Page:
If you are creating a multi-colored gradient, you should have a stop for each color.
If your gradient is different shades of the same color, and you’re experiencing difficulty getting the results you want, you may want to try assigning the same color to three or four stops, then adjust them individually as needed. Remove any unneeded stops, or add more if necessary.
To remove an existing Gradient stop, select the stop, then click the – button above the bar.
Finished image with overlay, title, and text box gradient
The following image is the same image we began with. The overall process included these steps:
- Insert an image.
- Insert a Shape over the image to create an overlay.
- Set a Fill (background) color to the Shape.
- Set the Fill to 70% transparency.
- Insert a Text box to contain the title. (The Text box is much smaller than the overlay.)
- Set a Fill color to the Text box (the same color as the overlay fill).
- Type the title in the Text box and set its color.
- Create a Path gradient in the Text box and made it lighter in the center. The outer parts of the gradient are darker to help the text stand out against the background.
Image overlays VS transparent images in Word
Microsoft Word has a feature that allows you to apply transparency to an image.
When the transparency is set to certain levels, it can create an illusion of an overlay. It is not the same thing as actually creating an overlay, though.
I see two significant differences.
When you apply transparency to a Fill in a Shape such as the rectangular box that we used in this tutorial, you cause the background of the box to become transparent, or see-through. You can apply one or more colors to the Fill to create multi-colored overlays.
When you apply transparency to an image using the Transparency button in the Adjust section of the Picture Format tab, Word lightens the image, creating the illusion that an overlay has been applied.
It is not possible to change the color of that illusionary overlay since no overlay is actually applied.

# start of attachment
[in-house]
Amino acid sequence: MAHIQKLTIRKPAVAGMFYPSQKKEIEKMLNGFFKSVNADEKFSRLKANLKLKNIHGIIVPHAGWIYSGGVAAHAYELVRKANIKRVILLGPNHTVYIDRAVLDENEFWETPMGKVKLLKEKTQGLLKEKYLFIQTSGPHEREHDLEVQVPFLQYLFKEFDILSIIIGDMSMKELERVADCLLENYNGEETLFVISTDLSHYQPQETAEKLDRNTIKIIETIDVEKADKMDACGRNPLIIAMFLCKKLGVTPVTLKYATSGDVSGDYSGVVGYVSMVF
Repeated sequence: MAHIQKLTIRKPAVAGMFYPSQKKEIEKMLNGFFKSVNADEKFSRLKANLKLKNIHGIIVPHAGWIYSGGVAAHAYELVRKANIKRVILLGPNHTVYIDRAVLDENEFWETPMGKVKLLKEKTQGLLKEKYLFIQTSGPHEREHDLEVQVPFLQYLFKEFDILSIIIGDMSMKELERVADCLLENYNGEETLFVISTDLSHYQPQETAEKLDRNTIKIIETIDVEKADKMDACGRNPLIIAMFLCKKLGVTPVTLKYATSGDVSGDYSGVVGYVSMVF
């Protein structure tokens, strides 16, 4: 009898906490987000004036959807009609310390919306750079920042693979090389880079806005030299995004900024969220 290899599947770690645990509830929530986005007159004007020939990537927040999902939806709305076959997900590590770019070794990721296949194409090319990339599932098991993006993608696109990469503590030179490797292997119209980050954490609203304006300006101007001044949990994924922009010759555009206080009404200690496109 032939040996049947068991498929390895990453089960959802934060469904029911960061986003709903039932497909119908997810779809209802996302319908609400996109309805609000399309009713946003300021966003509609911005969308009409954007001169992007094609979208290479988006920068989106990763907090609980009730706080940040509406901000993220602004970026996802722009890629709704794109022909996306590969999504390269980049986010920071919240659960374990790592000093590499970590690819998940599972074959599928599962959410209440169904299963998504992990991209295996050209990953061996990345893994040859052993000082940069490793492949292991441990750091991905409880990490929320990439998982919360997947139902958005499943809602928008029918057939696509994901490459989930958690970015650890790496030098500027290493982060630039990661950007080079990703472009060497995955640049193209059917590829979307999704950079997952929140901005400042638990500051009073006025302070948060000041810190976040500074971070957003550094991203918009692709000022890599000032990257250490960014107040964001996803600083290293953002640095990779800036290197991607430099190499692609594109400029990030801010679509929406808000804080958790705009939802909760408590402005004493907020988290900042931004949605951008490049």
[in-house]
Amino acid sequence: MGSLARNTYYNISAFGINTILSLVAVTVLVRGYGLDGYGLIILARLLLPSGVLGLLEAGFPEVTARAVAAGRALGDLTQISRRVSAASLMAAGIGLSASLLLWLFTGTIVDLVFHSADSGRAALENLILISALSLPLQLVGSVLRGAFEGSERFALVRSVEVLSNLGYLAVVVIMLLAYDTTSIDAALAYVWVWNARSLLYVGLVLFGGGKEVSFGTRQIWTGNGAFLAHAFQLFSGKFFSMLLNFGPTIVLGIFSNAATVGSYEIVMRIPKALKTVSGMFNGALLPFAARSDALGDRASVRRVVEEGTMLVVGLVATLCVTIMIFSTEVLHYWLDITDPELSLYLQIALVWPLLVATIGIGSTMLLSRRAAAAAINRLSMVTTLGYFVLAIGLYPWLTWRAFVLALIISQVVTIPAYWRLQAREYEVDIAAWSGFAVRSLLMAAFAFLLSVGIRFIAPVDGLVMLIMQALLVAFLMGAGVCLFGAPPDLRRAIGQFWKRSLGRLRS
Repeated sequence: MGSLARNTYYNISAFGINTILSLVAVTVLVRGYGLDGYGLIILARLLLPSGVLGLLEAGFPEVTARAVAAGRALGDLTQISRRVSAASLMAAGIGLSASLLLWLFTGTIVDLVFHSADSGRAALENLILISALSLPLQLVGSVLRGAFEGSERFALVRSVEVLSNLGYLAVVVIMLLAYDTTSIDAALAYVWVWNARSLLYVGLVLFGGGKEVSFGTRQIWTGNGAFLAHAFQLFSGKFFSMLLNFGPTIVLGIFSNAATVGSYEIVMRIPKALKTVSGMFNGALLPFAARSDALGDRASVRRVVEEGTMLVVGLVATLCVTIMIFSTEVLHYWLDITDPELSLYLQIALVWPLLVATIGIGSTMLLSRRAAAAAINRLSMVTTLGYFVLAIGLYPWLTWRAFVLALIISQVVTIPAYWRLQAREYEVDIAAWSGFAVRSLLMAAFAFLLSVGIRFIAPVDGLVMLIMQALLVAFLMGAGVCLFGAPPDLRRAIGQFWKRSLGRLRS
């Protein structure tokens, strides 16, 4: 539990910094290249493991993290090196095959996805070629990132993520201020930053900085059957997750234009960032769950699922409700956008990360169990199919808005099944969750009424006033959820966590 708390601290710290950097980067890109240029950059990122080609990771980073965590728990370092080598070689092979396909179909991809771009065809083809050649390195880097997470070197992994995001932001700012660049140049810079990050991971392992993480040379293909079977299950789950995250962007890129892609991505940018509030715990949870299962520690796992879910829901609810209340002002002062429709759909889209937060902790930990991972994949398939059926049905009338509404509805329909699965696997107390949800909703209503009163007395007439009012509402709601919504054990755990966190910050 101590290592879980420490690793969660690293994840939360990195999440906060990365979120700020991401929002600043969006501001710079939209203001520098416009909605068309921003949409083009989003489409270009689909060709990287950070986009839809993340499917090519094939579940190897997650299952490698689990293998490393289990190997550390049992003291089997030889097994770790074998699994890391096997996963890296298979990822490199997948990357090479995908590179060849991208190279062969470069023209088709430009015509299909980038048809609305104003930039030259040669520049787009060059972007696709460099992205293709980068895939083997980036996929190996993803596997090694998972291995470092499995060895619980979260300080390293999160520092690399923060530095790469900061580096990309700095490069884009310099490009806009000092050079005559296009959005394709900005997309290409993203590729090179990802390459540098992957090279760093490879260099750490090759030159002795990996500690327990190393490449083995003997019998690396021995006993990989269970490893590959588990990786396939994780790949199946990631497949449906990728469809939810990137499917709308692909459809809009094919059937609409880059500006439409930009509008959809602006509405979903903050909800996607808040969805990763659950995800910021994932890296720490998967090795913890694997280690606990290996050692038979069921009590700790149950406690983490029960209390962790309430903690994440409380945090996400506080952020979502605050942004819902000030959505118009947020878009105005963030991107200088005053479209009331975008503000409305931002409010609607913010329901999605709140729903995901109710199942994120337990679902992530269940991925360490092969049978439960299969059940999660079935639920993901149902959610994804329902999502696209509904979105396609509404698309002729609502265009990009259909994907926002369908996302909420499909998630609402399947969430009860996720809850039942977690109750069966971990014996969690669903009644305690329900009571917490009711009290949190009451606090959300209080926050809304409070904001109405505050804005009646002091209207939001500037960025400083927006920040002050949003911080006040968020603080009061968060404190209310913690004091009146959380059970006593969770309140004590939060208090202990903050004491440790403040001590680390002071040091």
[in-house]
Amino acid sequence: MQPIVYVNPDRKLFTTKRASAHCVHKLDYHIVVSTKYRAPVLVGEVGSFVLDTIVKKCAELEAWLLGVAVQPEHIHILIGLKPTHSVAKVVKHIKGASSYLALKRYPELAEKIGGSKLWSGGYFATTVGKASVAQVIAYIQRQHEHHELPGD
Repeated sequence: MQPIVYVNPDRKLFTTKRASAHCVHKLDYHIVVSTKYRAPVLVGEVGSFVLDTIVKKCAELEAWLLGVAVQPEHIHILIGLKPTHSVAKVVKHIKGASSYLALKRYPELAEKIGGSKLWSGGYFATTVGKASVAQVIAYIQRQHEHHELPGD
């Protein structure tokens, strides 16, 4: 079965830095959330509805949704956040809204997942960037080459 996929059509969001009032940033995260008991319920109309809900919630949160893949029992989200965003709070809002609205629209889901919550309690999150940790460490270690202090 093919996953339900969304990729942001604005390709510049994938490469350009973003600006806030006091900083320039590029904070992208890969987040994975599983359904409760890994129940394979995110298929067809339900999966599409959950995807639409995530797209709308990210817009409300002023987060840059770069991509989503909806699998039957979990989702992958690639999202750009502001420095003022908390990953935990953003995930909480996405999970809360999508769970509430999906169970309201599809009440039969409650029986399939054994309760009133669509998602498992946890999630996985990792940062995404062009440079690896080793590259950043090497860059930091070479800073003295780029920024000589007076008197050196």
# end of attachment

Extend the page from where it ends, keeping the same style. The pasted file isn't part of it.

You can follow the steps you read earlier to insert a shape and set the color, transparency, etc. In that case, you’ll most likely find that applying transparency to the image itself is unnecessary and unhelpful.
You could use the color tools that Word provides to tint images. For my preferences, I find that method does not give quite the same effect that an overlay can provide.
If you want to give them a try, select your image then, open the Picture Format tab. In the Adjust section of the Ribbon, click the Color button.
There are situations where applying transparency to an image would be a good option.
One such situation is when you want a background image that appears faded. You sometimes see that on a letterhead, where your company logo appears in the center background of the sheet.
You can insert the image, apply transparency to it, then change your word wrap settings so that text flows across in front of the image.
More advice about using gradients in MS Word picture overlays
There are so many possibilities when creating gradients in overlays, that it’s impossible to cover every possible situation or outcome in one article.
My goal has been to show you how to create an image overlay in Microsoft Word. That’s the easy part. Every person’s artistic taste and ability are different.
For that reason, I suggest you insert the rectangle shape on top of your image and set a color for it. Then, just take some time to play around with the gradient settings that I described.
You’ll soon find exactly the combination of settings that works best for you.